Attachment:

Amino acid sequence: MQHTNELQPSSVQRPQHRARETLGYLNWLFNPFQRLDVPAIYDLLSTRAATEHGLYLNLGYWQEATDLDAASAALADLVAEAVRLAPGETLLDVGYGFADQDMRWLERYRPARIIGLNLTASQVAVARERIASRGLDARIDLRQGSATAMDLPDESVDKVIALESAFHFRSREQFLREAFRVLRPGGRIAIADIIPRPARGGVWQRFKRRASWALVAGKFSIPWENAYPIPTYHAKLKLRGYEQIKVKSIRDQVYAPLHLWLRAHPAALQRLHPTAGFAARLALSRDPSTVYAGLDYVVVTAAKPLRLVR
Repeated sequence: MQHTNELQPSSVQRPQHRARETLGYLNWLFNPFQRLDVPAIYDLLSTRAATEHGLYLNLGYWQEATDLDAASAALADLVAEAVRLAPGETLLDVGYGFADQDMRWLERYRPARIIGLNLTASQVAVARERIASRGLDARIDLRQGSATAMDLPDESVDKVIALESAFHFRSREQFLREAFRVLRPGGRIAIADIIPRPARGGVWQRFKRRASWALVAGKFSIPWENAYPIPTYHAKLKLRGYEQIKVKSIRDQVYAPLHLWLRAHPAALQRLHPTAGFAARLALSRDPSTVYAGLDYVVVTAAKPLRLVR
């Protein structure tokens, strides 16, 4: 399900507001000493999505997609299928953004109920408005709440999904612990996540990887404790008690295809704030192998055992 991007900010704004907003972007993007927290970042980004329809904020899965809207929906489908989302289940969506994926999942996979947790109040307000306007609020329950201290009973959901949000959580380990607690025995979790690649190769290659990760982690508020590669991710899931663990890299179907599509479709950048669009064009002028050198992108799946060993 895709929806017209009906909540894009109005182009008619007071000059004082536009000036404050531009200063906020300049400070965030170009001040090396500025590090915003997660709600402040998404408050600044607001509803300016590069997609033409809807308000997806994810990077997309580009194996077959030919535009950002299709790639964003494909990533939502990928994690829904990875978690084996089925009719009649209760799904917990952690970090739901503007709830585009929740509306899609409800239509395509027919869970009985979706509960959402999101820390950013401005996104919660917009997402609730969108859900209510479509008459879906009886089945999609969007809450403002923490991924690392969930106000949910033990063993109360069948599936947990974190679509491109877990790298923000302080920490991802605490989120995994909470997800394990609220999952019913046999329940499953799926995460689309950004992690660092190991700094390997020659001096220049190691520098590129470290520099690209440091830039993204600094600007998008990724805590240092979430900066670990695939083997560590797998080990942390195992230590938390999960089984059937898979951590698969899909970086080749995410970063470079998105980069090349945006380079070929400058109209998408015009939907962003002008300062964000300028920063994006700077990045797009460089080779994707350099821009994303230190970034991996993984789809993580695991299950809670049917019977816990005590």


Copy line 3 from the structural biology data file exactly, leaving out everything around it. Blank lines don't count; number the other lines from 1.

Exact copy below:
């Protein structure tokens, strides 16, 4: 399900507001000493999505997609299928953004109920408005709440999904612990996540990887404790008690295809704030192998055992 991007900010704004907003972007993007927290970042980004329809904020899965809207929906489908989302289940969506994926999942996979947790109040307000306007609020329950201290009973959901949000959580380990607690025995979790690649190769290659990760982690508020590669991710899931663990890299179907599509479709950048669009064009002028050198992108799946060993 895709929806017209009906909540894009109005182009008619007071000059004082536009000036404050531009200063906020300049400070965030170009001040090396500025590090915003997660709600402040998404408050600044607001509803300016590069997609033409809807308000997806994810990077997309580009194996077959030919535009950002299709790639964003494909990533939502990928994690829904990875978690084996089925009719009649209760799904917990952690970090739901503007709830585009929740509306899609409800239509395509027919869970009985979706509960959402999101820390950013401005996104919660917009997402609730969108859900209510479509008459879906009886089945999609969007809450403002923490991924690392969930106000949910033990063993109360069948599936947990974190679509491109877990790298923000302080920490991802605490989120995994909470997800394990609220999952019913046999329940499953799926995460689309950004992690660092190991700094390997020659001096220049190691520098590129470290520099690209440091830039993204600094600007998008990724805590240092979430900066670990695939083997560590797998080990942390195992230590938390999960089984059937898979951590698969899909970086080749995410970063470079998105980069090349945006380079070929400058109209998408015009939907962003002008300062964000300028920063994006700077990045797009460089080779994707350099821009994303230190970034991996993984789809993580695991299950809670049917019977816990005590």